sometimes adopted in modern examples of this type of table are not necessarily more efficient.

Swivel-top tables

This method is more practicable than either the concertina or envelope-top card-table and is used in contemporary designs. Figure 384:1 is a pedestal type with double top hinged with counter-flap hinge or the more decorative mangle-top hinge, while 384:4 gives details of the framework and 384:5 the pillar fixing to the cross rails and the feet (384:3). The lower top is pivoted with a card-table pivot or table swivel plate (384:2) taken through a cross-bearer in the framing, and is free to move through 90°. The exact position of the pivot is fairly critical, and is found by drawing a plan of the table in the closed position (384:4A), and an outline of the open position (384:4B). A line at 45° is then drawn through the centre point, and the centre between the points where this line intersects the outer edges of the pivoted top in the closed and open position will be the pivot point (X). The extent of the travel is shown by the dotted lines swung from this centre, and a small stop is screwed to the top to limit the movement. Baize insets glued to the top edges of the framework will ensure an easy sliding movement. The most satisfactory format for a table of this type is square, as shown in 384:4, but rectangular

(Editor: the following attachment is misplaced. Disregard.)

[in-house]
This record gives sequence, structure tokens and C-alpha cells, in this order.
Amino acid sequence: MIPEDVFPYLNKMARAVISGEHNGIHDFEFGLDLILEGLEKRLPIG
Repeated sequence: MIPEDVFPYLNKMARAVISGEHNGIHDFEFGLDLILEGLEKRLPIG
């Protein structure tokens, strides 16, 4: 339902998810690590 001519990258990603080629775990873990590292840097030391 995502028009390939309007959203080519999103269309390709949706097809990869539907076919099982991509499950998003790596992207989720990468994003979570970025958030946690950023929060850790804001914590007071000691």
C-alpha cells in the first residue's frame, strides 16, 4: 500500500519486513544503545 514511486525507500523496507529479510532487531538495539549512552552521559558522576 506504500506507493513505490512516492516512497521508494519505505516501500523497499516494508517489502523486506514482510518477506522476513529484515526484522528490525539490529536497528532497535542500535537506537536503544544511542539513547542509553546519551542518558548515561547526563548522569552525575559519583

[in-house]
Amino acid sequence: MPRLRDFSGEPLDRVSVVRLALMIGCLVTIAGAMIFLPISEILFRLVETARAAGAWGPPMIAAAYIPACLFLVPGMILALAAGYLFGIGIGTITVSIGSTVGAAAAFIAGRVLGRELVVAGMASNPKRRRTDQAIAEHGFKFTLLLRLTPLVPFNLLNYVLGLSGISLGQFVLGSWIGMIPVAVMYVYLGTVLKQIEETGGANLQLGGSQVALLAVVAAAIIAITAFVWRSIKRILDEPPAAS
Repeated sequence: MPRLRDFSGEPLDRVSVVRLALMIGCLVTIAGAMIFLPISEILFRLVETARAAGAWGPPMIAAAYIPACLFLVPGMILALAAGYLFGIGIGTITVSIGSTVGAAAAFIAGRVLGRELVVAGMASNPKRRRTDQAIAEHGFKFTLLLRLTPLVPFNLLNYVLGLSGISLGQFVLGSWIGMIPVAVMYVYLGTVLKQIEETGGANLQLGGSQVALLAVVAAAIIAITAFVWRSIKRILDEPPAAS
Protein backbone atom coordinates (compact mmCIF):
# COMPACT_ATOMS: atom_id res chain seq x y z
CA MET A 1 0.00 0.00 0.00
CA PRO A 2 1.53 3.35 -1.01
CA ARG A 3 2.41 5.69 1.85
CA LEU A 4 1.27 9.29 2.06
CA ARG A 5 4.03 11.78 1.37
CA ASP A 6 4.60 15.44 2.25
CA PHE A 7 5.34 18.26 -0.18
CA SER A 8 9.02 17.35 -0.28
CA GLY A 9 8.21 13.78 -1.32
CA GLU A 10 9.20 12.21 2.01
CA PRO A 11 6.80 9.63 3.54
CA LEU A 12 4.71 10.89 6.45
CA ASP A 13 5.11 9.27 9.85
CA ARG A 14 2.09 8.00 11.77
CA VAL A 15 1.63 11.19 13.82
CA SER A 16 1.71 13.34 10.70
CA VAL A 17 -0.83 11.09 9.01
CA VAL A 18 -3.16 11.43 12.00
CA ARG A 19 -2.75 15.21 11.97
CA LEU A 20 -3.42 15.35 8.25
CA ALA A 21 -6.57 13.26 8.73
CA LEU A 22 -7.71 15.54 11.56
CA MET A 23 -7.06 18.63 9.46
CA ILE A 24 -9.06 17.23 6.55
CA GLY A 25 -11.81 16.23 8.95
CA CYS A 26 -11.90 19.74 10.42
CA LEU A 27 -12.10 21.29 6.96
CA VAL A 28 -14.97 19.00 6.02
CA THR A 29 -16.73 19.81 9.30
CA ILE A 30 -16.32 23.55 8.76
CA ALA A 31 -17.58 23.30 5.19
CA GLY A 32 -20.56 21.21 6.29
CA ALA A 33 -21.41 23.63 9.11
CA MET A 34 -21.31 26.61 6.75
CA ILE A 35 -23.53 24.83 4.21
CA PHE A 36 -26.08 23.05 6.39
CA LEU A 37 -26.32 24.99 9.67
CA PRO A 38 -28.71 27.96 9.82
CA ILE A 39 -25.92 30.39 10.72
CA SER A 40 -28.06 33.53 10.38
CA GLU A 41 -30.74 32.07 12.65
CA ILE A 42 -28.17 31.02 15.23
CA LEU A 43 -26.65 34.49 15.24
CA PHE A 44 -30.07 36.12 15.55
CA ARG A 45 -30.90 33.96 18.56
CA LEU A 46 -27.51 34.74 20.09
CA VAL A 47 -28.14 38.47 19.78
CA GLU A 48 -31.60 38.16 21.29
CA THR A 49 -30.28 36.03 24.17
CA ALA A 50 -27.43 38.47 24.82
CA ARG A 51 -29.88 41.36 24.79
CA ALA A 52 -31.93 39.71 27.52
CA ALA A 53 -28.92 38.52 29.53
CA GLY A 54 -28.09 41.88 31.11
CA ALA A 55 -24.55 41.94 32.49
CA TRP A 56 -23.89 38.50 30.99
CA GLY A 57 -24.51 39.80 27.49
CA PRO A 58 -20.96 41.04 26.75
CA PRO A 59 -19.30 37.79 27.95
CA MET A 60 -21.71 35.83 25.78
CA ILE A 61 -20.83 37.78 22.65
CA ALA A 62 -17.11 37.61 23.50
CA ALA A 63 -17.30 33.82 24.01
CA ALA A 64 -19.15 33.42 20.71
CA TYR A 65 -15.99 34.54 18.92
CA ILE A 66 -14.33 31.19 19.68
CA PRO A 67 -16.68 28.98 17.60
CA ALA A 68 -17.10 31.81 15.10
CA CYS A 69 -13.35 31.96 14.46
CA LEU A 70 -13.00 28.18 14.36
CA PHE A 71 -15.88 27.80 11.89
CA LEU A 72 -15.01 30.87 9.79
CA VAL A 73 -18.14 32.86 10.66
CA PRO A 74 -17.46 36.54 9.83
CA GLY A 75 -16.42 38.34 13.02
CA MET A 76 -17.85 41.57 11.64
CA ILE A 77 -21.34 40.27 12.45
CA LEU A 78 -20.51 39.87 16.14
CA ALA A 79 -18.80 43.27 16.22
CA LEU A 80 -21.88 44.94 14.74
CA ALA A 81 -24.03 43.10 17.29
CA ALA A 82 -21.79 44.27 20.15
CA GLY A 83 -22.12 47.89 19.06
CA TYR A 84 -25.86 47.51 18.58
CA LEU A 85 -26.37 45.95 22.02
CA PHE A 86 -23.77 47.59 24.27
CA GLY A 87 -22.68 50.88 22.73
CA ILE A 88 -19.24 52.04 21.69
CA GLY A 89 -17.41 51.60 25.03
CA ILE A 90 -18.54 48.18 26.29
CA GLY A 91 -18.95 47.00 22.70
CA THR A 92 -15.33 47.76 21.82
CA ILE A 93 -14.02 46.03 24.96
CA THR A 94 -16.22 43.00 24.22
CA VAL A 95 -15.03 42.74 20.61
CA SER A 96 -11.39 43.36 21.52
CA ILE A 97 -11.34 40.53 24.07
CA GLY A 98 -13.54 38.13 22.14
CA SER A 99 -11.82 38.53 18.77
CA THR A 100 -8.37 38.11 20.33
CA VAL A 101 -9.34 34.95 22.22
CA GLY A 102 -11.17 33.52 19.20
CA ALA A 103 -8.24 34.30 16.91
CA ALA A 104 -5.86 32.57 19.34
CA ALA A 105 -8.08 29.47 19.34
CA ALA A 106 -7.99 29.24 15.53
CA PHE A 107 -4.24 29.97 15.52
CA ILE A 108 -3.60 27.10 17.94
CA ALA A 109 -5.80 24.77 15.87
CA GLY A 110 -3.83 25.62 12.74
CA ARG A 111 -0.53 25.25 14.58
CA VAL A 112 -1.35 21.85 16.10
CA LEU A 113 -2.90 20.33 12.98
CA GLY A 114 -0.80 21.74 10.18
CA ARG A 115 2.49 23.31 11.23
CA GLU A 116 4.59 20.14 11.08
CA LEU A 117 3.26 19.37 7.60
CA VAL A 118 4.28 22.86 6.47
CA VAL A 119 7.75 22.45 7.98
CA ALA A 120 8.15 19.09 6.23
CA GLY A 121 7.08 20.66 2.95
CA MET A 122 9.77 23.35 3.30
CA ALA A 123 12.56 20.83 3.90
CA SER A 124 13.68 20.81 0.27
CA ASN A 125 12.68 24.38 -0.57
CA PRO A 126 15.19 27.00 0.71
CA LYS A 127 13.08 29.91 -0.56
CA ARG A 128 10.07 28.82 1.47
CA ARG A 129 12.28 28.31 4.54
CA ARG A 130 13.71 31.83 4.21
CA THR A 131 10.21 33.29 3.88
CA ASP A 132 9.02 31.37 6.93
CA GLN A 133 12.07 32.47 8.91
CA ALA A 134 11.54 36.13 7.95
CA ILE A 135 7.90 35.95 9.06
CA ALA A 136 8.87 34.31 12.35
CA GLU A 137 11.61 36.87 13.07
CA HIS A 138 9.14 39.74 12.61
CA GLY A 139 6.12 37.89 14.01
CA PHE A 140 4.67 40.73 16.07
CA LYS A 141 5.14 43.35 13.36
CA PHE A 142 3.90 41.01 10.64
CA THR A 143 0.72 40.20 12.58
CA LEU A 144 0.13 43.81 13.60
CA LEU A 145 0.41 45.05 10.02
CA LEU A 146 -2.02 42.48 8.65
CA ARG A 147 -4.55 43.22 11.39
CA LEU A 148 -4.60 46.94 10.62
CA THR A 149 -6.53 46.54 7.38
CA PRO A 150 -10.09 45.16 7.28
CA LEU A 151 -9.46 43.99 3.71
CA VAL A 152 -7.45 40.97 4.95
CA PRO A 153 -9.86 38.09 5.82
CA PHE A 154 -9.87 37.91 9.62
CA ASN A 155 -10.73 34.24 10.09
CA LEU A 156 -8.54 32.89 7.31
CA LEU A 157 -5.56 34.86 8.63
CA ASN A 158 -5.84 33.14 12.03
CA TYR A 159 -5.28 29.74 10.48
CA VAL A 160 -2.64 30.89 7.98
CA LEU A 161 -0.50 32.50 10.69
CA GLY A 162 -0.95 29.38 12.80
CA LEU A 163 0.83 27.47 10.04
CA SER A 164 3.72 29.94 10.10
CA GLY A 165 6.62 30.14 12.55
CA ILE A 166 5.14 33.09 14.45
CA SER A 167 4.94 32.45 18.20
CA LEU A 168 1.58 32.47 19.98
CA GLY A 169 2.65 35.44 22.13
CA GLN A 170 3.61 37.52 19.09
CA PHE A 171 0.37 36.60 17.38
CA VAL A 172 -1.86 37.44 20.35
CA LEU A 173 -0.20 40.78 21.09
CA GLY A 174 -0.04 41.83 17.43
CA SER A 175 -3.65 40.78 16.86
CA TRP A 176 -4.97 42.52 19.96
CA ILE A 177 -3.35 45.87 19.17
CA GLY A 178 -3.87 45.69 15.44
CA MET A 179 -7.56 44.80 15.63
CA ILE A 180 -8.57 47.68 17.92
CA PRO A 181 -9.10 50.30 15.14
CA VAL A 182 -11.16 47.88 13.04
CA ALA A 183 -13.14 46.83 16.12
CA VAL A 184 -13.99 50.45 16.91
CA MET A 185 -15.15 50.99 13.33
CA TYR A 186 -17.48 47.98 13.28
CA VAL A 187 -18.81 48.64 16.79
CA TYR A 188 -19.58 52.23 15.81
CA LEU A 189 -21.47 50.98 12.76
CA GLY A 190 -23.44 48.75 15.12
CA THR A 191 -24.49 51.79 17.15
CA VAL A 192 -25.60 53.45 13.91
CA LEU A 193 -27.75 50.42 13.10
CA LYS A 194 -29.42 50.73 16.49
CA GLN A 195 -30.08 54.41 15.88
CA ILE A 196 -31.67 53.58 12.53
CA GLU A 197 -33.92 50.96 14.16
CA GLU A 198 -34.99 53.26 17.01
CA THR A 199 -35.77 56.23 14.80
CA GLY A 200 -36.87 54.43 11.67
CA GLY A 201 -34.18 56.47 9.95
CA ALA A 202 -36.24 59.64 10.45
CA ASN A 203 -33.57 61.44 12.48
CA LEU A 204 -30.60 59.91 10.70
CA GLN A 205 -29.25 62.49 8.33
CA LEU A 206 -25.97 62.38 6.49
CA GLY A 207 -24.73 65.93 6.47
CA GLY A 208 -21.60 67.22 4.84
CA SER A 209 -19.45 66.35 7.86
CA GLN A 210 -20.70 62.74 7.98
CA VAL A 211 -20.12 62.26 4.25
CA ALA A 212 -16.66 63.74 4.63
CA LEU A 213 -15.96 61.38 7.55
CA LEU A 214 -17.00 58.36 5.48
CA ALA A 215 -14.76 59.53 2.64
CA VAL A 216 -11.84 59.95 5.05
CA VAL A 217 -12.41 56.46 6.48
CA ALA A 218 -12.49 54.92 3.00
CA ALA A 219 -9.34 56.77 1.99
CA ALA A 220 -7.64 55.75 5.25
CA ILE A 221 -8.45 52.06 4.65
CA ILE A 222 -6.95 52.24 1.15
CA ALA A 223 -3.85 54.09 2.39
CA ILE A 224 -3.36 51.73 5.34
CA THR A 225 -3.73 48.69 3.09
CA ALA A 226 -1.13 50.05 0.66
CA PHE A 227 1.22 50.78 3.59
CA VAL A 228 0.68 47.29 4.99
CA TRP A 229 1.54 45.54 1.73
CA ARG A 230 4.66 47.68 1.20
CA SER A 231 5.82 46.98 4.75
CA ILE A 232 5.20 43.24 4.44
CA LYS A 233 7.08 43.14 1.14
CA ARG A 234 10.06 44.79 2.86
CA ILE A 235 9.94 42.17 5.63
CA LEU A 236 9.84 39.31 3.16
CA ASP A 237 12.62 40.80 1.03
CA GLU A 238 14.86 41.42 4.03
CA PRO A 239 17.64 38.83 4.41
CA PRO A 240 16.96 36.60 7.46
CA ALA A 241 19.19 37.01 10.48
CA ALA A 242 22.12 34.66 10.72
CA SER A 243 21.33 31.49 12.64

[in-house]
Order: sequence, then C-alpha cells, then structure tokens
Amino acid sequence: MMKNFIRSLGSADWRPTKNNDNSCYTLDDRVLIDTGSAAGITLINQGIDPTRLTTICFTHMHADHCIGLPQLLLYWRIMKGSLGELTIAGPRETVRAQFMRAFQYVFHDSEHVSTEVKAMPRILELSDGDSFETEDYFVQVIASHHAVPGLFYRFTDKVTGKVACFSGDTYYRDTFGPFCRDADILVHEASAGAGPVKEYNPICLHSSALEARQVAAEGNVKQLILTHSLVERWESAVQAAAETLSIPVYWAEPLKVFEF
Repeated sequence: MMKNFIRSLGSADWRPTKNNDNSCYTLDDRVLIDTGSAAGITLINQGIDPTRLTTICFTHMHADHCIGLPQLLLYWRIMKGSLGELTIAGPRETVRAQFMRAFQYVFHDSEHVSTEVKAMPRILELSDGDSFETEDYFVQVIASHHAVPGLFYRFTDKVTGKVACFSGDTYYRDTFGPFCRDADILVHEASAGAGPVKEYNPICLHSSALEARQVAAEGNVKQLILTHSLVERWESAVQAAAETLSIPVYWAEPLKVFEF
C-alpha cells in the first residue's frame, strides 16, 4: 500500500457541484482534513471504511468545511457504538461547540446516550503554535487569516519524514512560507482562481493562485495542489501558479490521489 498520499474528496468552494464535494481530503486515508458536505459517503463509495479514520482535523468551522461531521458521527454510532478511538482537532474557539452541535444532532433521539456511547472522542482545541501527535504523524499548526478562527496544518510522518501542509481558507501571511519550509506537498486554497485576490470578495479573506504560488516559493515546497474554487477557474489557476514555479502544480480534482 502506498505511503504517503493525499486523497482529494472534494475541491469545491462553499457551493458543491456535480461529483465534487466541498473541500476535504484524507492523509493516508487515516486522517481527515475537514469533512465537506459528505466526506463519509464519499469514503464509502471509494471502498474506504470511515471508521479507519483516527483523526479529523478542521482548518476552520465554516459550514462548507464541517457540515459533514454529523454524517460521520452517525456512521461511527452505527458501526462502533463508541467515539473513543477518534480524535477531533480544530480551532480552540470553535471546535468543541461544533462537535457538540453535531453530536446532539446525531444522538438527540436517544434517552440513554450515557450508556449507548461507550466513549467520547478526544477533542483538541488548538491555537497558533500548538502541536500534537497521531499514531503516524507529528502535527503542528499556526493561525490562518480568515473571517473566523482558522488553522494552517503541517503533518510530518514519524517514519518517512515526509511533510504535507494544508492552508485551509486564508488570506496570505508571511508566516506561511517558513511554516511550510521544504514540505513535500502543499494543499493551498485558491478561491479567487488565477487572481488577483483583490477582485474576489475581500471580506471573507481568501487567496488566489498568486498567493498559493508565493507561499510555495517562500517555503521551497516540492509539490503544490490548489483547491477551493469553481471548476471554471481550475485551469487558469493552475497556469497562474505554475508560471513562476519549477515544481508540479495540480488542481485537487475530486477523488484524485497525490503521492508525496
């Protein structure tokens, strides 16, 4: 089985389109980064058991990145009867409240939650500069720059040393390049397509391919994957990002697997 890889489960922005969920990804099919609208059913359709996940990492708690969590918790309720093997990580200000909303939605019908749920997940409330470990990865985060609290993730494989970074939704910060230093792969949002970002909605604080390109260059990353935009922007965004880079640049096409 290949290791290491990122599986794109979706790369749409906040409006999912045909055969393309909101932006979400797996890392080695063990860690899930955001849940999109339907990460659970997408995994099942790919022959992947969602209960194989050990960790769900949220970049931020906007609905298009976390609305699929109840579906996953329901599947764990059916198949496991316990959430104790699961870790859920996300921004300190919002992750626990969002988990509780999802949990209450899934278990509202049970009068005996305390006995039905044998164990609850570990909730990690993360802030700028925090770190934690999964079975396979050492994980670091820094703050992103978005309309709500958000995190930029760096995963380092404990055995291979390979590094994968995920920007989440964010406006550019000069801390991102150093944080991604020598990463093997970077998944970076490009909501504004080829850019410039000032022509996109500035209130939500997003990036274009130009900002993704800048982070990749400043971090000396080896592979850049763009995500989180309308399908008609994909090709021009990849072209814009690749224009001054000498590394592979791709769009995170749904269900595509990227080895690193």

384 Pivot-top table
Pembroke Table Backflap Hinge

shapes are feasible within certain limits, always provided that the width of each leaf is more than half the length of the rectangular framework, or the opened leaves will not cover. A scale drawing will show the permissible variations, and the extent of the overhang, which should not be too great in either length or width or the table will be unsteady. Framed-up table stands can be used instead of the pedestal stand shown.

Sofa tables

Traditional forms have side drawers and end flaps, but without flaps this type of table can easily be adapted for use as dressing or occasional tables, etc. Figure 385:1 shows a

385 Sofa-type table

How Use Sash Cramp DrawingKnuckle Joint

387 This fine table in solid walnut makes good use of the traditional knuckle joint. Designer/maker: Peter Kuh